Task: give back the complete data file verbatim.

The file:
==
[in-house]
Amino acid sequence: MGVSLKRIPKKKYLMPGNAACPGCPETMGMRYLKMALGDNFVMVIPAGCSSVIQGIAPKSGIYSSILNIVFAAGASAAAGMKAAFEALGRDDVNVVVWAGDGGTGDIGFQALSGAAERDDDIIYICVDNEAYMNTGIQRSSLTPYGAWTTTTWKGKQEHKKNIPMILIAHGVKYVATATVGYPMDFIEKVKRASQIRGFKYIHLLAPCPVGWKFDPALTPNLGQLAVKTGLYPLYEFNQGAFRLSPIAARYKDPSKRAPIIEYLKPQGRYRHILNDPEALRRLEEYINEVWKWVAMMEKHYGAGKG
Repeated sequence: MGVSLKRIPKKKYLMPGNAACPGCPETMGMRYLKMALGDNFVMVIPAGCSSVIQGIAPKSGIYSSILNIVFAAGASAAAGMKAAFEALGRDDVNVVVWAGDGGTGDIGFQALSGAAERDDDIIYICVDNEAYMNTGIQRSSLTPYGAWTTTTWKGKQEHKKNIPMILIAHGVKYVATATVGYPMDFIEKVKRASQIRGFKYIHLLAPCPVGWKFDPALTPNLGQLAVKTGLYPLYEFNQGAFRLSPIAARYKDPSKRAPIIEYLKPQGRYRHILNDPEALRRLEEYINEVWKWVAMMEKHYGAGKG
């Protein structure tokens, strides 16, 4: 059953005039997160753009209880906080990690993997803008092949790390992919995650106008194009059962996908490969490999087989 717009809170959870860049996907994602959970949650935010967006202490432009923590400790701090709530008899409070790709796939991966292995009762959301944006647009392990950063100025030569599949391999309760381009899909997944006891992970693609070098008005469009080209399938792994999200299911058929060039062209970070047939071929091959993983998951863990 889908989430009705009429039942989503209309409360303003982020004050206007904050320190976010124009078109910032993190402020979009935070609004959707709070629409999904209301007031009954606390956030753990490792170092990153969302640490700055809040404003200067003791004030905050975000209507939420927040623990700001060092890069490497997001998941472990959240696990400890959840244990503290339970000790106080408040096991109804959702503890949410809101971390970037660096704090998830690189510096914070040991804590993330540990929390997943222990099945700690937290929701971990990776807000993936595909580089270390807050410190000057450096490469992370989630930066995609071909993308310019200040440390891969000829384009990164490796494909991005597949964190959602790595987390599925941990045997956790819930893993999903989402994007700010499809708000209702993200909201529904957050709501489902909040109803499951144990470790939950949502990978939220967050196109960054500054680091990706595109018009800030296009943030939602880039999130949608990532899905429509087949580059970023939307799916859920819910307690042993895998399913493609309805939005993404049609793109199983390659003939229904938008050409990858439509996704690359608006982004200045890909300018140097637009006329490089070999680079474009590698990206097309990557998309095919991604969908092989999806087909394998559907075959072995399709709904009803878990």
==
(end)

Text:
[in-house]
Amino acid sequence: MGVSLKRIPKKKYLMPGNAACPGCPETMGMRYLKMALGDNFVMVIPAGCSSVIQGIAPKSGIYSSILNIVFAAGASAAAGMKAAFEALGRDDVNVVVWAGDGGTGDIGFQALSGAAERDDDIIYICVDNEAYMNTGIQRSSLTPYGAWTTTTWKGKQEHKKNIPMILIAHGVKYVATATVGYPMDFIEKVKRASQIRGFKYIHLLAPCPVGWKFDPALTPNLGQLAVKTGLYPLYEFNQGAFRLSPIAARYKDPSKRAPIIEYLKPQGRYRHILNDPEALRRLEEYINEVWKWVAMMEKHYGAGKG
Repeated sequence: MGVSLKRIPKKKYLMPGNAACPGCPETMGMRYLKMALGDNFVMVIPAGCSSVIQGIAPKSGIYSSILNIVFAAGASAAAGMKAAFEALGRDDVNVVVWAGDGGTGDIGFQALSGAAERDDDIIYICVDNEAYMNTGIQRSSLTPYGAWTTTTWKGKQEHKKNIPMILIAHGVKYVATATVGYPMDFIEKVKRASQIRGFKYIHLLAPCPVGWKFDPALTPNLGQLAVKTGLYPLYEFNQGAFRLSPIAARYKDPSKRAPIIEYLKPQGRYRHILNDPEALRRLEEYINEVWKWVAMMEKHYGAGKG
């Protein structure tokens, strides 16, 4: 059953005039997160753009209880906080990690993997803008092949790390992919995650106008194009059962996908490969490999087989 717009809170959870860049996907994602959970949650935010967006202490432009923590400790701090709530008899409070790709796939991966292995009762959301944006647009392990950063100025030569599949391999309760381009899909997944006891992970693609070098008005469009080209399938792994999200299911058929060039062209970070047939071929091959993983998951863990 889908989430009705009429039942989503209309409360303003982020004050206007904050320190976010124009078109910032993190402020979009935070609004959707709070629409999904209301007031009954606390956030753990490792170092990153969302640490700055809040404003200067003791004030905050975000209507939420927040623990700001060092890069490497997001998941472990959240696990400890959840244990503290339970000790106080408040096991109804959702503890949410809101971390970037660096704090998830690189510096914070040991804590993330540990929390997943222990099945700690937290929701971990990776807000993936595909580089270390807050410190000057450096490469992370989630930066995609071909993308310019200040440390891969000829384009990164490796494909991005597949964190959602790595987390599925941990045997956790819930893993999903989402994007700010499809708000209702993200909201529904957050709501489902909040109803499951144990470790939950949502990978939220967050196109960054500054680091990706595109018009800030296009943030939602880039999130949608990532899905429509087949580059970023939307799916859920819910307690042993895998399913493609309805939005993404049609793109199983390659003939229904938008050409990858439509996704690359608006982004200045890909300018140097637009006329490089070999680079474009590698990206097309990557998309095919991604969908092989999806087909394998559907075959072995399709709904009803878990």